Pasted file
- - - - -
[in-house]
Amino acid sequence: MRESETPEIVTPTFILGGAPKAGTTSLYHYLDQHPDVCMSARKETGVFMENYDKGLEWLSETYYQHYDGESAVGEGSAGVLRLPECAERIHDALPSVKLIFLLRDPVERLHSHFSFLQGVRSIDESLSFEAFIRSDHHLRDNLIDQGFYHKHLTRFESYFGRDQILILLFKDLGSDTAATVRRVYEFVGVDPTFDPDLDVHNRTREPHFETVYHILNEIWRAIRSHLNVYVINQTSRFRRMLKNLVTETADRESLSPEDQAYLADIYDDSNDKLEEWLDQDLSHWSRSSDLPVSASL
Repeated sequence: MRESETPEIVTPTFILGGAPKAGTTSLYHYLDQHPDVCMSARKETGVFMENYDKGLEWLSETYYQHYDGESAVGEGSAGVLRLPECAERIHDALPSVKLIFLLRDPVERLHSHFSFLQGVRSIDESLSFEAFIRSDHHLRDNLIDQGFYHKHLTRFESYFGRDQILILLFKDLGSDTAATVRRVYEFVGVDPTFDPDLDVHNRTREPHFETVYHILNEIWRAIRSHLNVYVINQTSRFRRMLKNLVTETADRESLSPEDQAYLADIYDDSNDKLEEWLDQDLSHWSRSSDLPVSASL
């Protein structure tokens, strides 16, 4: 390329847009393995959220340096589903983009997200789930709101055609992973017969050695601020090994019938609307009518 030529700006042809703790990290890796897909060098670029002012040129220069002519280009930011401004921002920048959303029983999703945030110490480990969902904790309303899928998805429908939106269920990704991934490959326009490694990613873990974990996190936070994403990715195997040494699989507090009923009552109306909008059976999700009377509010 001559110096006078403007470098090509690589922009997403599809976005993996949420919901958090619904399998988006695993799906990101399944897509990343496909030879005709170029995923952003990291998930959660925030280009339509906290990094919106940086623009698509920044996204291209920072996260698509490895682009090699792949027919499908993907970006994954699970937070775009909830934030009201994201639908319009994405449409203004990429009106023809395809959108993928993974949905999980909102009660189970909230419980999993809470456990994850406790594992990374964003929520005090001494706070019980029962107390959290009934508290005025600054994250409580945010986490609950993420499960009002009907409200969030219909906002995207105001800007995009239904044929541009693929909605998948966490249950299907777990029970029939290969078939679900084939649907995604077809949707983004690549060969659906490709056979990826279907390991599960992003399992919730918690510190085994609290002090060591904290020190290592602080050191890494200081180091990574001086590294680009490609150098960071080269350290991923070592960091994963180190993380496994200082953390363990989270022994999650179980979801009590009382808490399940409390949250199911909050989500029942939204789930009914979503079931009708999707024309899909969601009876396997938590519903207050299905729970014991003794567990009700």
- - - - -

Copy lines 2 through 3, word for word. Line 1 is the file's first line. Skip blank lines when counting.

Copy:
Amino acid sequence: MRESETPEIVTPTFILGGAPKAGTTSLYHYLDQHPDVCMSARKETGVFMENYDKGLEWLSETYYQHYDGESAVGEGSAGVLRLPECAERIHDALPSVKLIFLLRDPVERLHSHFSFLQGVRSIDESLSFEAFIRSDHHLRDNLIDQGFYHKHLTRFESYFGRDQILILLFKDLGSDTAATVRRVYEFVGVDPTFDPDLDVHNRTREPHFETVYHILNEIWRAIRSHLNVYVINQTSRFRRMLKNLVTETADRESLSPEDQAYLADIYDDSNDKLEEWLDQDLSHWSRSSDLPVSASL
Repeated sequence: MRESETPEIVTPTFILGGAPKAGTTSLYHYLDQHPDVCMSARKETGVFMENYDKGLEWLSETYYQHYDGESAVGEGSAGVLRLPECAERIHDALPSVKLIFLLRDPVERLHSHFSFLQGVRSIDESLSFEAFIRSDHHLRDNLIDQGFYHKHLTRFESYFGRDQILILLFKDLGSDTAATVRRVYEFVGVDPTFDPDLDVHNRTREPHFETVYHILNEIWRAIRSHLNVYVINQTSRFRRMLKNLVTETADRESLSPEDQAYLADIYDDSNDKLEEWLDQDLSHWSRSSDLPVSASL